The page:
08 June 2021
‘No fault divorce’ delayed until April 2022
The implementation of the Divorce, Dissolution and Separation Act, which will see the biggest shake up of divorce laws in 50 years, was meant to come into force this Autumn but has now been pushed back to 6th April 2022 to allow time for the essential IT changes to be made to HM Courts and Tribunal Service’s online divorce systems.
The Act means:
- The sole ground for divorce – that a marriage has broken down irretrievably – will remain. However it removes the requirement to evidence this, on the basis of the current five factors – the most controversial being the other party’s behaviour, which so often is regarded as meaning their ‘fault’. In reality, the breakdown of a marriage is rarely attributable to one person.
- There will be no possibility to challenge the irretrievable breakdown and so costly contested proceedings should be avoided.
- The process should be faster, in that the final order, previously, the “decree absolute,” could be obtained within 20 weeks.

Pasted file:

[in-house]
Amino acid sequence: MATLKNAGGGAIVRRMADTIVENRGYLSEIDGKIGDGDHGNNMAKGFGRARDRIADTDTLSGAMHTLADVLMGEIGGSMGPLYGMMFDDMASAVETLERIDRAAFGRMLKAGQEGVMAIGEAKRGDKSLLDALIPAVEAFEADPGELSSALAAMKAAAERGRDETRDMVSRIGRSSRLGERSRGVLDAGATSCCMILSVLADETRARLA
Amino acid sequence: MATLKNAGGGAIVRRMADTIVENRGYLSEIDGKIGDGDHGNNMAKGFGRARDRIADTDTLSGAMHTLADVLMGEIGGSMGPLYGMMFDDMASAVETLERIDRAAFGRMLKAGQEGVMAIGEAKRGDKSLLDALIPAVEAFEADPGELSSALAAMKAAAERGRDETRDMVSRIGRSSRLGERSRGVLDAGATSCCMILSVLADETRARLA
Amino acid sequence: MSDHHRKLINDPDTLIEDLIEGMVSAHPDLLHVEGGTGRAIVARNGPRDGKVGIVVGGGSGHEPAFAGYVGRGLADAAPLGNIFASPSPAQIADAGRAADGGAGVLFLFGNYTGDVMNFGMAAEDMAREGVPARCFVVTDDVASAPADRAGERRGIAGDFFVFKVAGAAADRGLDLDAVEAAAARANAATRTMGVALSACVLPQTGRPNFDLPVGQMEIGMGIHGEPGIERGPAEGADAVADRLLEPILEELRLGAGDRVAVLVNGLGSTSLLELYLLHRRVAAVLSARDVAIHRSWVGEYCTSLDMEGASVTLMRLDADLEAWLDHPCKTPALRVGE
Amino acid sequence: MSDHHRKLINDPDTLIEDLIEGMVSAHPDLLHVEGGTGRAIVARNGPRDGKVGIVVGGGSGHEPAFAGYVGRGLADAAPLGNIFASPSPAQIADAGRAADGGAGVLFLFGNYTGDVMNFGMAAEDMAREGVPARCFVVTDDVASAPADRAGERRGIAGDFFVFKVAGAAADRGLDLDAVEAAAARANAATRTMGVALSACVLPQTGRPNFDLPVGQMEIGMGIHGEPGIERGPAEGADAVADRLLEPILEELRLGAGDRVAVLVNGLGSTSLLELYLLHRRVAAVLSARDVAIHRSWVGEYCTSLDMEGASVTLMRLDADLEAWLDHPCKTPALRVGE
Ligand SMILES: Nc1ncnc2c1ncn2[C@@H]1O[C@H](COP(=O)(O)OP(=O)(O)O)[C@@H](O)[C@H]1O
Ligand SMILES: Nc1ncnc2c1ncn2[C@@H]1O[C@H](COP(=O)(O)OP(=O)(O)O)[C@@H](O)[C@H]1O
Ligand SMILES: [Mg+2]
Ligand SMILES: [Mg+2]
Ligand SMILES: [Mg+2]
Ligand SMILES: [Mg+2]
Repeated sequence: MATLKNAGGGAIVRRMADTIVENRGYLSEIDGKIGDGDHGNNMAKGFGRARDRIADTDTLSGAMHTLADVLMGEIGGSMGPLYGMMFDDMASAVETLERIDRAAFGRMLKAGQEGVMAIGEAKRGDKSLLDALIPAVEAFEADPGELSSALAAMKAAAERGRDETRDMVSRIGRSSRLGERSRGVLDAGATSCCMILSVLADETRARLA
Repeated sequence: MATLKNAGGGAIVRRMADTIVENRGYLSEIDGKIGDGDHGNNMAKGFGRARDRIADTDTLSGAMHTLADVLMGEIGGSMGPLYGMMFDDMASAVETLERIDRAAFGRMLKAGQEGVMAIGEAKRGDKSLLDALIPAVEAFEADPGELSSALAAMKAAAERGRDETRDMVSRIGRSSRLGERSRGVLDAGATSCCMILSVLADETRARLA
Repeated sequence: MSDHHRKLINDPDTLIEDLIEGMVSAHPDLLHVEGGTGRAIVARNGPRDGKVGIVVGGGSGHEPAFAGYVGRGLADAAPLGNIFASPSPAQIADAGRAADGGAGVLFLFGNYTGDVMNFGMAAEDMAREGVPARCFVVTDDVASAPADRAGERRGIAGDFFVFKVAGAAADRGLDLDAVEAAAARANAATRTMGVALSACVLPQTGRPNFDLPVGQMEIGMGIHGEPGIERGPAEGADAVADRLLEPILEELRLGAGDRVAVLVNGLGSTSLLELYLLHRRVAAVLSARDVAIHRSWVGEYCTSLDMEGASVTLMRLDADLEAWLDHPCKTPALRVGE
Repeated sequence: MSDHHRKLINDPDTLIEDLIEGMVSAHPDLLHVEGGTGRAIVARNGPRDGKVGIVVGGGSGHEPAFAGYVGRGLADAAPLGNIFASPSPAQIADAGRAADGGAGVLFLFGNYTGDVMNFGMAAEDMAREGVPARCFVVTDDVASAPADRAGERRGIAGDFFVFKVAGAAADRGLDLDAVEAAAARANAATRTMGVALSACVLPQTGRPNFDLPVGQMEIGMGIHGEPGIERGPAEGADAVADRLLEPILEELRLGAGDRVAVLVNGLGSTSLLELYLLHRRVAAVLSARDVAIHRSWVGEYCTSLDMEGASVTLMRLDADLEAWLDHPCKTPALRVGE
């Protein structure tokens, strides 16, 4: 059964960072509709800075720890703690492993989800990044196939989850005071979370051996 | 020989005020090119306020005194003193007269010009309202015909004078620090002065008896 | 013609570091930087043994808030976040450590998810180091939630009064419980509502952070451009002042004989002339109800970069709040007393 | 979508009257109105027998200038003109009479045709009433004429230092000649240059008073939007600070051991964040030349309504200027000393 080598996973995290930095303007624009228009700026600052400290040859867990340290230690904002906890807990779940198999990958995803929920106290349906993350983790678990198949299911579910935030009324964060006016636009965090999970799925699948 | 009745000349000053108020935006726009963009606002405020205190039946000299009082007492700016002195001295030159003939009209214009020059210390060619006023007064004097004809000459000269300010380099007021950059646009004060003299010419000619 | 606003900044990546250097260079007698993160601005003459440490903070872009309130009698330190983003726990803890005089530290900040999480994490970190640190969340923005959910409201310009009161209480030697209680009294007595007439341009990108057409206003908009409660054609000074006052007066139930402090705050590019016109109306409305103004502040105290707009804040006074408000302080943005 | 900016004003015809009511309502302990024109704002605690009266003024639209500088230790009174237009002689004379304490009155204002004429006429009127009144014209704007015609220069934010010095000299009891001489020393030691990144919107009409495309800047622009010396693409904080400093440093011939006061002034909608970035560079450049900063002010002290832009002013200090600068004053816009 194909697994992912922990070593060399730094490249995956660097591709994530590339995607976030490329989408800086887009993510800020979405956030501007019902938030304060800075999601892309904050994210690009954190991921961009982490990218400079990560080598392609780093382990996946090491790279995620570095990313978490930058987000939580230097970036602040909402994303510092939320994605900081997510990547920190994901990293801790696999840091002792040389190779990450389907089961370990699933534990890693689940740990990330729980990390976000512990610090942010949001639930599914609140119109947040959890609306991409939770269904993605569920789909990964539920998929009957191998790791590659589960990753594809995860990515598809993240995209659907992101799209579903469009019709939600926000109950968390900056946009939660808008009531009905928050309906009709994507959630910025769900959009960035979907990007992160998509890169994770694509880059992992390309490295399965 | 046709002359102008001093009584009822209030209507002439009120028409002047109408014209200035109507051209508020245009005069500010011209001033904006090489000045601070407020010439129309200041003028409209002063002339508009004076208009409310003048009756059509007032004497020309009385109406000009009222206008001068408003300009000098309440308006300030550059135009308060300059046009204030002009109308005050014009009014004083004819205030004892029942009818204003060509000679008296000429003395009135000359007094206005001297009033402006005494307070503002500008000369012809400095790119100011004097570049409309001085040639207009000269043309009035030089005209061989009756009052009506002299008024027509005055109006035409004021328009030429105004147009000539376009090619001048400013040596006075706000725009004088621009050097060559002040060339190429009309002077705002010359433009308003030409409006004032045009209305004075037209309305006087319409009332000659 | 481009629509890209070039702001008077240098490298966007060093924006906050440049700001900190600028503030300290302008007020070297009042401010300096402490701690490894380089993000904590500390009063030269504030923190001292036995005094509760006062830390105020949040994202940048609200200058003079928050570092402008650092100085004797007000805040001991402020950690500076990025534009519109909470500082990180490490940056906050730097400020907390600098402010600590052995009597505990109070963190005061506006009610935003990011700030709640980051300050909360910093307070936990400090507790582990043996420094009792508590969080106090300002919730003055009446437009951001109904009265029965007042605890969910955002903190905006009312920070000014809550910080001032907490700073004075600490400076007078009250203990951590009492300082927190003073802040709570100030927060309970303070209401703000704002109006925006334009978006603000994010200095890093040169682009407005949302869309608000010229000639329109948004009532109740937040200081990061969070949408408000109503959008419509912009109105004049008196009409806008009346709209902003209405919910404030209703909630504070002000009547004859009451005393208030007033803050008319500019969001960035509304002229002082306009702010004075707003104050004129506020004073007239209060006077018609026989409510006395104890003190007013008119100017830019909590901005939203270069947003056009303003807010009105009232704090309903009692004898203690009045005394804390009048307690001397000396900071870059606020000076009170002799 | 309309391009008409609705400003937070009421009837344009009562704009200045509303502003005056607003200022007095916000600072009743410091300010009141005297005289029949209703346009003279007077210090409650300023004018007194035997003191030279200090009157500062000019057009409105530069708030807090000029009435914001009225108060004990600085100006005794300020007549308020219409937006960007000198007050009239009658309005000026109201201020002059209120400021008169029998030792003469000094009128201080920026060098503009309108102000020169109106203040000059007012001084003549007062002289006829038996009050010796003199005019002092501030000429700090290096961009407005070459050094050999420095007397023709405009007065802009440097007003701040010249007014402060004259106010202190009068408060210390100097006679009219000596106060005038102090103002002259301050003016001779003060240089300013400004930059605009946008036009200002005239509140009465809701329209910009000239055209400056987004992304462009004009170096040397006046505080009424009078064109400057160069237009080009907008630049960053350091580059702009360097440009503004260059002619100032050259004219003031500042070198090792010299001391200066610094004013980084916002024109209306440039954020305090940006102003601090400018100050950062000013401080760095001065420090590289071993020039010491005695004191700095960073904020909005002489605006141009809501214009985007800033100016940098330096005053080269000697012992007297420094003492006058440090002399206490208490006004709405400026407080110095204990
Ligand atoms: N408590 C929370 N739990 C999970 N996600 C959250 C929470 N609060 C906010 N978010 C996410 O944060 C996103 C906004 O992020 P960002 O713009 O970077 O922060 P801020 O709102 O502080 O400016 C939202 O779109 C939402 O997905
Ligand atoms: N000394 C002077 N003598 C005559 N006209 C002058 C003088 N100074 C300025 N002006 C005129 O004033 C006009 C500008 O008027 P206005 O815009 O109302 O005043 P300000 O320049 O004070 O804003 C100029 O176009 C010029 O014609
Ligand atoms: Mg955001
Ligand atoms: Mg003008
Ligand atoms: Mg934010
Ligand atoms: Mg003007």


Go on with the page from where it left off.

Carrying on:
Although the Act aims to reduce animosity between couples, it is important to be aware that these changes affect the divorce process and cannot take away the pain of separation.
In the family team’s experience, acrimony stems from how spouses treat each other and react to the breakdown of their relationship. Although the changes are welcomed, respect and communication between spouses, being honest, not rushing into anything and choosing your lawyer carefully, are essential to achieving an amicable divorce. Counselling could also be considered before embarking on the formal process, as this may be helpful too.